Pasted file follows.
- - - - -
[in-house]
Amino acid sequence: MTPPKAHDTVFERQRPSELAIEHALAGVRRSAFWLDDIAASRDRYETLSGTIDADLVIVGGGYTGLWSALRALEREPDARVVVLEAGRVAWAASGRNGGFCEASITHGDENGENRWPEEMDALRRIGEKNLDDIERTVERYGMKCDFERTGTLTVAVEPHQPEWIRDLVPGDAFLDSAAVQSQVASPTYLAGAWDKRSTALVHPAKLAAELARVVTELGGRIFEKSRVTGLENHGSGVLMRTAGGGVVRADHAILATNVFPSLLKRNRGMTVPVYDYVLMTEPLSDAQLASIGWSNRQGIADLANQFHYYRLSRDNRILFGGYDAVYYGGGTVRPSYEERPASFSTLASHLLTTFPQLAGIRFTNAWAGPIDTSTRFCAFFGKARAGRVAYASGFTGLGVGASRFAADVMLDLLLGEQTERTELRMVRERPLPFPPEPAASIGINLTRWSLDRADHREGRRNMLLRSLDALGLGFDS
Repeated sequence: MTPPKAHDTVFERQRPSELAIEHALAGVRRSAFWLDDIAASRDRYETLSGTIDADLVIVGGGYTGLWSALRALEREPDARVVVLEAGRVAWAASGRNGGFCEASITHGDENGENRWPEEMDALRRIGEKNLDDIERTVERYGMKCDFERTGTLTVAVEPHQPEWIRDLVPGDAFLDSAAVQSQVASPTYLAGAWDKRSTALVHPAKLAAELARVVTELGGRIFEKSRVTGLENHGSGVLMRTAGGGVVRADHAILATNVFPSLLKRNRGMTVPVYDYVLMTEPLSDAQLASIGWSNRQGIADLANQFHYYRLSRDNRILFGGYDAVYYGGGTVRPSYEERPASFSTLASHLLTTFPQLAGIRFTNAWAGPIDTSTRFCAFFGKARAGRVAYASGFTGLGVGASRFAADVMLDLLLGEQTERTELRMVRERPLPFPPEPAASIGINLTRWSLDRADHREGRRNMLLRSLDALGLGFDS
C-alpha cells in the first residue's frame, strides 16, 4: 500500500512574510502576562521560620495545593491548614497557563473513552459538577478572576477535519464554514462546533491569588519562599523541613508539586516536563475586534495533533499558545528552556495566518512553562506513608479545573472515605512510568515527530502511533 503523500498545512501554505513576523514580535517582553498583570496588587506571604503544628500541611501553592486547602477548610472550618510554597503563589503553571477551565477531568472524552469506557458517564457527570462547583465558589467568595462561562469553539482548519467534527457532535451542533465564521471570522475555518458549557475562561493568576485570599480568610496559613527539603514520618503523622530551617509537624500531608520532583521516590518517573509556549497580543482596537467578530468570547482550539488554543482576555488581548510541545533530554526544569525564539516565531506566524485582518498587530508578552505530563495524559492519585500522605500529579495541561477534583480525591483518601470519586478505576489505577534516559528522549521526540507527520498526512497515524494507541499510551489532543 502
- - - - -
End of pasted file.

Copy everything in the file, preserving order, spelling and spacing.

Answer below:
[in-house]
Amino acid sequence: MTPPKAHDTVFERQRPSELAIEHALAGVRRSAFWLDDIAASRDRYETLSGTIDADLVIVGGGYTGLWSALRALEREPDARVVVLEAGRVAWAASGRNGGFCEASITHGDENGENRWPEEMDALRRIGEKNLDDIERTVERYGMKCDFERTGTLTVAVEPHQPEWIRDLVPGDAFLDSAAVQSQVASPTYLAGAWDKRSTALVHPAKLAAELARVVTELGGRIFEKSRVTGLENHGSGVLMRTAGGGVVRADHAILATNVFPSLLKRNRGMTVPVYDYVLMTEPLSDAQLASIGWSNRQGIADLANQFHYYRLSRDNRILFGGYDAVYYGGGTVRPSYEERPASFSTLASHLLTTFPQLAGIRFTNAWAGPIDTSTRFCAFFGKARAGRVAYASGFTGLGVGASRFAADVMLDLLLGEQTERTELRMVRERPLPFPPEPAASIGINLTRWSLDRADHREGRRNMLLRSLDALGLGFDS
Repeated sequence: MTPPKAHDTVFERQRPSELAIEHALAGVRRSAFWLDDIAASRDRYETLSGTIDADLVIVGGGYTGLWSALRALEREPDARVVVLEAGRVAWAASGRNGGFCEASITHGDENGENRWPEEMDALRRIGEKNLDDIERTVERYGMKCDFERTGTLTVAVEPHQPEWIRDLVPGDAFLDSAAVQSQVASPTYLAGAWDKRSTALVHPAKLAAELARVVTELGGRIFEKSRVTGLENHGSGVLMRTAGGGVVRADHAILATNVFPSLLKRNRGMTVPVYDYVLMTEPLSDAQLASIGWSNRQGIADLANQFHYYRLSRDNRILFGGYDAVYYGGGTVRPSYEERPASFSTLASHLLTTFPQLAGIRFTNAWAGPIDTSTRFCAFFGKARAGRVAYASGFTGLGVGASRFAADVMLDLLLGEQTERTELRMVRERPLPFPPEPAASIGINLTRWSLDRADHREGRRNMLLRSLDALGLGFDS
C-alpha cells in the first residue's frame, strides 16, 4: 500500500512574510502576562521560620495545593491548614497557563473513552459538577478572576477535519464554514462546533491569588519562599523541613508539586516536563475586534495533533499558545528552556495566518512553562506513608479545573472515605512510568515527530502511533 503523500498545512501554505513576523514580535517582553498583570496588587506571604503544628500541611501553592486547602477548610472550618510554597503563589503553571477551565477531568472524552469506557458517564457527570462547583465558589467568595462561562469553539482548519467534527457532535451542533465564521471570522475555518458549557475562561493568576485570599480568610496559613527539603514520618503523622530551617509537624500531608520532583521516590518517573509556549497580543482596537467578530468570547482550539488554543482576555488581548510541545533530554526544569525564539516565531506566524485582518498587530508578552505530563495524559492519585500522605500529579495541561477534583480525591483518601470519586478505576489505577534516559528522549521526540507527520498526512497515524494507541499510551489532543 502